The Stations of the Cross are fourteen paintings representing the

various stages of the passion and death of Our Redeemer. The faithful

pass from station to station and meditate upon that feature of the

passion represented by each station. Tradition tells us that from the

beginning pious pilgrims were accustomed to tread the path and bedew

with their tears the way sanctified by our Saviour on that sorrowful

journey from Pilate's tribunal to Calvary's heights. But Jerusalem

falling into the hands of infidels, and many being unable to visit those

holy places, permission was obtained to erect in churches fourteen

crosses and pictures commemorating these sorrowful acts. From these

stations all can meditate upon the sufferings of our Saviour, and learn

from Him submission to God's holy will, patience, charity, and

forgiveness of injuries.



The funeral service of the Catholic Church is beautiful, touching, and

instructive. After blessing, strengthening, and encouraging us through

life with her sacraments; after fortifying our souls for the last great

struggle, she follows us beyond the grave with her blessings, her

prayers, and her sacrifices. "Eternal rest give unto them, O Lord," she

prays; "and let perpetual light shine upon them. May they rest in

peace."



There are various other prayers and blessings used by the Church on

special occasions. In fact, the Church blesses everything she uses. This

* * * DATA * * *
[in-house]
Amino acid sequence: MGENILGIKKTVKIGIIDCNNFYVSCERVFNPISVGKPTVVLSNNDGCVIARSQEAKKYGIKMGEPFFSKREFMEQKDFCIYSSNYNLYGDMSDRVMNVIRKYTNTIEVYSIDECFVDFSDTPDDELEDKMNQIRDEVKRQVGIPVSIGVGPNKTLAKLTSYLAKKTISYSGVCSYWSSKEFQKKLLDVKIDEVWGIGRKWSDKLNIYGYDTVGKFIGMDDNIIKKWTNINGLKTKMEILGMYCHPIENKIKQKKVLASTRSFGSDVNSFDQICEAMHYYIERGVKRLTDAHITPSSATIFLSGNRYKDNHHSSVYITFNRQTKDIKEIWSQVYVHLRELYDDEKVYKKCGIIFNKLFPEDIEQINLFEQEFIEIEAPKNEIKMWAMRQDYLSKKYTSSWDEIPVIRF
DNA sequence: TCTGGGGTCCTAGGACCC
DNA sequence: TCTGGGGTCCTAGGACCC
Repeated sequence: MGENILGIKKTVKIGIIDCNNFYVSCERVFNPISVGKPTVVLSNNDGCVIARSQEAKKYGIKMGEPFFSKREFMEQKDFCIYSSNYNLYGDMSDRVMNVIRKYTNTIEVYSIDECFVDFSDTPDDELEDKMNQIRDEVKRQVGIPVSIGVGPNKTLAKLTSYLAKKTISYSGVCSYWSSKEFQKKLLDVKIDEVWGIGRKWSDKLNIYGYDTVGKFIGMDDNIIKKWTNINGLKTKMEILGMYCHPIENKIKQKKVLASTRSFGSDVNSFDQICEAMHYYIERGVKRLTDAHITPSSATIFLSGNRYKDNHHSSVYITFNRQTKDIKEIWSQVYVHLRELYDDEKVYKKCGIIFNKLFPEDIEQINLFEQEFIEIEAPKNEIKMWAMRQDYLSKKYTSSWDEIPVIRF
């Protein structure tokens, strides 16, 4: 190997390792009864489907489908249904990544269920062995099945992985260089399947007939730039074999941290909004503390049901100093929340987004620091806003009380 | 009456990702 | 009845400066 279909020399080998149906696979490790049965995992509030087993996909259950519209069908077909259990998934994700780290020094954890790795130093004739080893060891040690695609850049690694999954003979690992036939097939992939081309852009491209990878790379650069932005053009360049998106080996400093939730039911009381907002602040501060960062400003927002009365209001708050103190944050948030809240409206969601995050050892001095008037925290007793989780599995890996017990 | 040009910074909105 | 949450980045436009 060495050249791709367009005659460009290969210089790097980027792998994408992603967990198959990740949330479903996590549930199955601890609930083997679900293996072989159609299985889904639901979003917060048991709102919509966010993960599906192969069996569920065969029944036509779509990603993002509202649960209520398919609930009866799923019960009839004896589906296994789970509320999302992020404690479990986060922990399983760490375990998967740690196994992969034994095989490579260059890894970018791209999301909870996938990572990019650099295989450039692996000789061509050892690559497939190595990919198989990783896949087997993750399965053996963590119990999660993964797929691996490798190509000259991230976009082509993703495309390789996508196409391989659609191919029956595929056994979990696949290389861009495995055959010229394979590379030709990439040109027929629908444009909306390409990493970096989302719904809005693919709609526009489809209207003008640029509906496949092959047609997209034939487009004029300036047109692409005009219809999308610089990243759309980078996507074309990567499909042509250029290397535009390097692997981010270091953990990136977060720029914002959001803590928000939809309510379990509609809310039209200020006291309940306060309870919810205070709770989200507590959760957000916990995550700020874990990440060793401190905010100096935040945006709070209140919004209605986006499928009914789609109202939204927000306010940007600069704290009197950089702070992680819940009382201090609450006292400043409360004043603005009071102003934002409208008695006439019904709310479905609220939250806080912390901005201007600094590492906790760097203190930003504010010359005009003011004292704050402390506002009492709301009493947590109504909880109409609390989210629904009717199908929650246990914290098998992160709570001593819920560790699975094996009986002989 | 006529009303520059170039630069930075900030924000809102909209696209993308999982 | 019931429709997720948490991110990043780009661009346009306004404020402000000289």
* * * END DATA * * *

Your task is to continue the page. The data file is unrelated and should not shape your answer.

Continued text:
blessing of the priest is not such an absurd thing as some imagine it to

be; it is rather a most reasonable practice. It is simply a prayer said

by the priest, asking God to send His blessing upon the person or thing

indicated. People of all denominations say grace before meals, asking

God to bless the food they are about to use. This is precisely what the

priest does when blessing anything. He uses different forms of prayer

ordained by the Church to implore God's blessing upon the water,

candles, and other things before using them. This blessing of churches,

water, candles, and other things has its foundation on Scripture. We

read in the Old Testament of the solemn blessing of the Temple of

Solomon. St. Paul tells us that "every creature is sanctified by the

word of God and prayer." Churches, water, candles, bells, books,

persons, and other things blessed by the Church are creatures. Therefore

we are following St. Paul in blessing them, for every creature is

sanctified by the word of God and prayer.



We do not claim that those articles that are blessed have any efficacy

in themselves; but we hope and pray that God in His infinite goodness

and mercy may render those blessed articles beneficial to those using

them, may protect them and lead them to His blessed abode above, where

all is peace and light and love.